Cord blood remains in the placenta and umbilical cord after the birth of the baby. As cord blood is rich in stem cells, it is becoming more and more common to collect and then store these cells at birth for future medical use. Tissue from the umbilical cord itself also contains stem cells. Cord tissue can be collected at the same time as the cord blood, although it is stored separately.
Collection is completely painless for both mother and child and in fact, the cord and placenta are usually discarded as medical waste.
Stem cells are the original building blocks of life because they can change into all the specialised cells that make up the human body. Umbilical cord blood is rich in haematopoietic stem cells that become the red blood cells, white blood cells, platelets and other immune cells in our blood. Umbilical cord tissue contains mesenchymal stem cells which form a variety of cells including cartilage, nerve, bone, skin, tendons, ligaments and muscle.
Various international studies have found that stem cells can regenerate or facilitate the repair of cells damaged by disease, genetics or injury. In less than a generation, therapies have emerged for over 80 blood disorders and immune system conditions – such as leukaemia, anaemia and autoimmune diseases – where cord blood stem cells are used to regenerate bone marrow. There are trials underway for treatments of cerebral palsy, autism, brain injury and Type 1 diabetes.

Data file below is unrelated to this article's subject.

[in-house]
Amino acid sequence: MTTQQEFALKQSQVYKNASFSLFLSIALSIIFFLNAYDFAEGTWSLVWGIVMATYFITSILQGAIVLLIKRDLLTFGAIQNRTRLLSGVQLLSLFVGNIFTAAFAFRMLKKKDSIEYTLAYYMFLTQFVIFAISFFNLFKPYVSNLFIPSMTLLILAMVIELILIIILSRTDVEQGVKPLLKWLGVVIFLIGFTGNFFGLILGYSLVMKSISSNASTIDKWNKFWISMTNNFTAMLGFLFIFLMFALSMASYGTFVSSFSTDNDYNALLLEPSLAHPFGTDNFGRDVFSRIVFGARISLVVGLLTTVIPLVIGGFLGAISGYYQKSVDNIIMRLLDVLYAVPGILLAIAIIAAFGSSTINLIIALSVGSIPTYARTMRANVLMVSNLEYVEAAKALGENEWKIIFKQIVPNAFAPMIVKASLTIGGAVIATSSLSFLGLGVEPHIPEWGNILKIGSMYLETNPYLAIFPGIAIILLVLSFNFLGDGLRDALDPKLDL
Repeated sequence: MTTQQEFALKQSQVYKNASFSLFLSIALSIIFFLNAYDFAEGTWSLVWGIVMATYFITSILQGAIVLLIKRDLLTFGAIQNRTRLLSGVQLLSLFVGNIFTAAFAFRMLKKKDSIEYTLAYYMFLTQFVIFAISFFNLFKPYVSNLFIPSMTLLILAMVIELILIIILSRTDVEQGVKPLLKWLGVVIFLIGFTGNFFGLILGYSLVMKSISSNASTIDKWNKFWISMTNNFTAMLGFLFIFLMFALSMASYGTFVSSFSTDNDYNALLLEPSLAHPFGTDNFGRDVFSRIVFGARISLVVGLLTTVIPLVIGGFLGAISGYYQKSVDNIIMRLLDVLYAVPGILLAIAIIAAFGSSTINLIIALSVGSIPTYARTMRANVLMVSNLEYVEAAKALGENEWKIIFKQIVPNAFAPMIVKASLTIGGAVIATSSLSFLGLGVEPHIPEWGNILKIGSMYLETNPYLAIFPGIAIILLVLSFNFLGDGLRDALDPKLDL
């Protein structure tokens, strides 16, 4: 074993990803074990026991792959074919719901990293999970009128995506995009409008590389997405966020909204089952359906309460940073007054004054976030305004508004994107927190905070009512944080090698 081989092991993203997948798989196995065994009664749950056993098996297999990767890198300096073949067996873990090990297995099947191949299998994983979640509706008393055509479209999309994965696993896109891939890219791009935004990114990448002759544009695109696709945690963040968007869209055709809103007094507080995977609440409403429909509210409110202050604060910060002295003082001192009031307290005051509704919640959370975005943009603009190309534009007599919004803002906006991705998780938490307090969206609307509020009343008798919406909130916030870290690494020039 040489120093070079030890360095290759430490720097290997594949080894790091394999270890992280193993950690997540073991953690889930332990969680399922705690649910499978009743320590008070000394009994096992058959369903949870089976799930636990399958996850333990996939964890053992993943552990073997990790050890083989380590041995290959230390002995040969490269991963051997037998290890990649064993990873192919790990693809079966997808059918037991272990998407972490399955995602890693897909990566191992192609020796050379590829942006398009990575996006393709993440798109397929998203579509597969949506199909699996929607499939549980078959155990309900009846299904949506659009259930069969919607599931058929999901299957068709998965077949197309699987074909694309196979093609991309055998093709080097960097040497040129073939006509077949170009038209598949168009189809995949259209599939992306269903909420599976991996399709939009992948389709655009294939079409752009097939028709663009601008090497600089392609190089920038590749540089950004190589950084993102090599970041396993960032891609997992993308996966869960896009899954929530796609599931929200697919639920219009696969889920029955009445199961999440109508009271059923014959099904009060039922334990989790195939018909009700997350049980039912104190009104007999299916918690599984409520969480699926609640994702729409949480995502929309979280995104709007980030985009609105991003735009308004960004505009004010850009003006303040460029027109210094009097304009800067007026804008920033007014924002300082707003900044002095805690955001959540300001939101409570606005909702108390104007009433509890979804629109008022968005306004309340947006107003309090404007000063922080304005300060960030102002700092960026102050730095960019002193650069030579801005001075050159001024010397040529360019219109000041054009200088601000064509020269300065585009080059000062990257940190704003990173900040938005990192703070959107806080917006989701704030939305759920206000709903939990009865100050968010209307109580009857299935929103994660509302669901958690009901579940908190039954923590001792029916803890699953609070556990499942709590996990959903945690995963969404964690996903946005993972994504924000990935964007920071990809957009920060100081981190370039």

Trials using stem cells from cord tissue are underway for skin regeneration, orthopaedics such as cartilage and bone repair, and in the fields of neurology and cardiology.
Stem cells are a perfect match for the baby they are collected from, so there is no risk of rejection after transplant.
There is also a 1 in 4 possibility that their stem cells will be a match for a sibling.
Umbilical cord stem cell banking is a form of medical insurance – hopefully the stem cells are never needed. But, regenerative therapies are an emerging, and extremely promising, area of medical science. As more therapies using stem cells are developed, the likelihood of their use increases.
What to look for in a stem cell storage provider
Start considering umbilical cord stem cell banking from around 20 weeks of pregnancy to allow enough time to research providers and storage options and budget for the costs. The registration process is quick, and the collection kit can be delivered within 48 hours of a successful registration and initial payment. Many hospitals carry emergency collection kits should the baby arrive a little earlier than planned.
Netcells offers several storage options and interest-free payment plans, allowing parents to tailor-make a payment plan that suits their needs.
For more information and detailed pricing, visit the Next Biosciences website: https://nextbio.co.za/pricing-calculator/ or call 011 697 2900.